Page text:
Date of Award


Level of Access Assigned by Author

Campus-Only Dissertation

Degree Name

Doctor of Philosophy (PhD)


Marine Biology


Nick Brown

Second Committee Member

Ian Bricknell

Third Committee Member

Linda Kling


One of the challenges for commercial production of Atlantic cod (Gadus morhua) is the sometimes high prevalence of cataracts, which affect growth, survival, and ultimately profitability. We investigated two specific factors that have been implicated in cataract formation in farmed fish; histidine deficiency in the diet and dissolved carbon dioxide levels. Triplicate groups of cod were fed diets containing one of three histidine levels (Low = 1.7%, Mid = 2.3%, and High = 2.9% HIS as protein) and exposed to one of three carbon dioxide levels (Low = 7.00 ± 1.13ppm; Mid = 12.20 ± 0.79ppm; High = 19.66 ± 1.82ppm) in a 3x3 factorial design for 5 months. Weight (g), length (mm), cataract prevalence, and cataract severity were monitored every four weeks. Blood glucose, lactate, and pH, as well as pH of the aqueous humor, were measured at the start, midpoint, and end of the trial. Results show that increasing CO2 levels significantly affected growth, feed conversion, cataract prevalence, cataract severity, eye pH, blood pH, glucose, and lactate values. Histidine did not have a significant effect on any of the measured parameters in cod, which suggests that histidine does not help prevent cataract formation, as demonstrated with salmon. We also analyzed calcium using inductively coupled plasma atomic emission spectroscopy and found that calcium levels in the lens dramatically increase with cataract severity. A histological analysis was performed throughout the experiment to monitor and describe changes within the eye as cataracts progress.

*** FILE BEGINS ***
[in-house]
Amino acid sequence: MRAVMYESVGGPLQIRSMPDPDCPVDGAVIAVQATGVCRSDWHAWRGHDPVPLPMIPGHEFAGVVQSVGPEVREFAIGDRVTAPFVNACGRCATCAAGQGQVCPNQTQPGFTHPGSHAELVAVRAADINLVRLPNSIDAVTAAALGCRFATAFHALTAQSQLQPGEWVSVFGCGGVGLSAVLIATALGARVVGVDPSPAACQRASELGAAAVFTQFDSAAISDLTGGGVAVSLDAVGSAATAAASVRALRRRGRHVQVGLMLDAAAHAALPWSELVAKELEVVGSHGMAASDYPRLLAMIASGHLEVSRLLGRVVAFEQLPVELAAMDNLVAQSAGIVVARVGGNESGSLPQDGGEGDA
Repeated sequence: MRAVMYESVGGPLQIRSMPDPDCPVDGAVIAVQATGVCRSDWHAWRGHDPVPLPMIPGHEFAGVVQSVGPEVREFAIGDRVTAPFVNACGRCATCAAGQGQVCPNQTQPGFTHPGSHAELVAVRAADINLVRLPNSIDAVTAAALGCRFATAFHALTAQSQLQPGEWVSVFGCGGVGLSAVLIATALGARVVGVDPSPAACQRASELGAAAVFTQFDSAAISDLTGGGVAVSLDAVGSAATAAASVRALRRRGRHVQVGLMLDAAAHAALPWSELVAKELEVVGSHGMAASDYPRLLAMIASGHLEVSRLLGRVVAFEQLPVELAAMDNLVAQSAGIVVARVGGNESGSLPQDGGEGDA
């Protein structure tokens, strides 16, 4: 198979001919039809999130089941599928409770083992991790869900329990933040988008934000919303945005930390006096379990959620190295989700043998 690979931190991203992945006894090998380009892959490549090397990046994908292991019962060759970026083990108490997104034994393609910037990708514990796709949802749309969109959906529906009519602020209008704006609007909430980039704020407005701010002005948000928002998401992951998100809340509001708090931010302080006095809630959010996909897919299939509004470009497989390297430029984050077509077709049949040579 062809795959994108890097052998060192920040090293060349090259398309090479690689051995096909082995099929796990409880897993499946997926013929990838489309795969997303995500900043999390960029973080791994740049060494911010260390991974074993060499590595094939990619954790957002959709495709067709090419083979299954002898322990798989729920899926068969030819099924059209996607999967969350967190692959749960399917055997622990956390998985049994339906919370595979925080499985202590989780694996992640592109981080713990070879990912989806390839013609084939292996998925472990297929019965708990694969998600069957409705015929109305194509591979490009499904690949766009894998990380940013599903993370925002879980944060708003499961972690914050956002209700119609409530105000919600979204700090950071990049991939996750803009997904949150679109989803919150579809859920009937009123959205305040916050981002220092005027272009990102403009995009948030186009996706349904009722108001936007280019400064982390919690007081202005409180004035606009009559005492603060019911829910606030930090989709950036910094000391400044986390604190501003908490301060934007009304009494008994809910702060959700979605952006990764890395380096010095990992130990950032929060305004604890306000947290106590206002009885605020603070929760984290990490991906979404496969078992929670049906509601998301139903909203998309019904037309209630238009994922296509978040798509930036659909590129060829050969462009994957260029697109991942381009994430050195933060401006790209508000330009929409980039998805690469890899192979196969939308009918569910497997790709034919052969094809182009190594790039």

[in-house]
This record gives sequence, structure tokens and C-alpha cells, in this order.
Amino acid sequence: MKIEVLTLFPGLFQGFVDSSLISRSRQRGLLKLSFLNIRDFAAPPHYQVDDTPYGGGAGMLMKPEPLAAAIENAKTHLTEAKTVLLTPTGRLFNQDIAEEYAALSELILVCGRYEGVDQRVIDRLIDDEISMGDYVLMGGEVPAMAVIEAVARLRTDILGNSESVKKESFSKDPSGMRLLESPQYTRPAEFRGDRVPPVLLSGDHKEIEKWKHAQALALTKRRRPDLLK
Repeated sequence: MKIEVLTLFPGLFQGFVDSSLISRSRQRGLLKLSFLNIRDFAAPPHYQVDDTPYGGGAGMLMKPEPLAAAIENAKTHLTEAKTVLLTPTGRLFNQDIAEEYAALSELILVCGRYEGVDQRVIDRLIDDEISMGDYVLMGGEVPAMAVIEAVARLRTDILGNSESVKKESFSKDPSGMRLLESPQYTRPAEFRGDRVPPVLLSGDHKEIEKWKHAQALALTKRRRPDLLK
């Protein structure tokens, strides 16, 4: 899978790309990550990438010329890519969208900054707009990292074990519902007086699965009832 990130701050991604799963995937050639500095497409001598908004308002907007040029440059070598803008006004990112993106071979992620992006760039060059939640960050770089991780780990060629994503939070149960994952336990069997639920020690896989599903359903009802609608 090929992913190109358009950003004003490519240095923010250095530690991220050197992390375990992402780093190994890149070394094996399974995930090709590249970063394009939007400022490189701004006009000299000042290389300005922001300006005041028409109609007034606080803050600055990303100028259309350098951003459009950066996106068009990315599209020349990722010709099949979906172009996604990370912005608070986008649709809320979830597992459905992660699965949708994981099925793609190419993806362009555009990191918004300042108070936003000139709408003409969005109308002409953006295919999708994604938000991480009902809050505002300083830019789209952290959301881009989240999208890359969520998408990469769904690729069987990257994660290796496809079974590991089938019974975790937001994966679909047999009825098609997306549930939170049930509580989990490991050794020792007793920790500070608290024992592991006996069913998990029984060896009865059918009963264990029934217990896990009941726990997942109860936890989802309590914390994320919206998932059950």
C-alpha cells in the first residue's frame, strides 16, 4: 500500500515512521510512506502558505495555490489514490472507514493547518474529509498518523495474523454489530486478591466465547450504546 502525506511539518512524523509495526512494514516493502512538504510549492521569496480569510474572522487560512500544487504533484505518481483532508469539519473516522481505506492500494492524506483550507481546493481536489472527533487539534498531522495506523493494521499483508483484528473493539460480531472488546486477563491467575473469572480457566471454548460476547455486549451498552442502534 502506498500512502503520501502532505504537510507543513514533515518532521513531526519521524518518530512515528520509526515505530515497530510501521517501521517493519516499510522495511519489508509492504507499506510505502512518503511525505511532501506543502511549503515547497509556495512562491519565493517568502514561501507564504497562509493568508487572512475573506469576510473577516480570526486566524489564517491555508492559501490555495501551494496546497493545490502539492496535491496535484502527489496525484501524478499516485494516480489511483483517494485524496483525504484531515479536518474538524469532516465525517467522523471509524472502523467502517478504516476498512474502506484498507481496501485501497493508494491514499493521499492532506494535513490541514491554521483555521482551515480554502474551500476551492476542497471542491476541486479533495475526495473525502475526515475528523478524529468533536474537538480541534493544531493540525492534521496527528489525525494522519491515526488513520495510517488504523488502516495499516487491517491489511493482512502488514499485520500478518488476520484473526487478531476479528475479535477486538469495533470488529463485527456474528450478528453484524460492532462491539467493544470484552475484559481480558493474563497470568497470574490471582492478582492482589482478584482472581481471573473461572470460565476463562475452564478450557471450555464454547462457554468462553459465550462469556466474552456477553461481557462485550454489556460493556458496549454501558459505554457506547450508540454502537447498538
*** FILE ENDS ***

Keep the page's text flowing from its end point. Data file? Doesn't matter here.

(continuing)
Our findings implicate high dissolved carbon dioxide as a causative agent of cataract formation in Atlantic cod by altering the acid-base equilibrium within the eye, and suggest the optimum range for good growth and health is lower than previously recommended industry standards. We also determined that cataracts pose a significant economic impact on cod production. Further focus on carbon dioxide and its removal should help alleviate the problem of cataracts in Atlantic cod aquaculture and help commercial growers become more efficient producers in the state of Maine.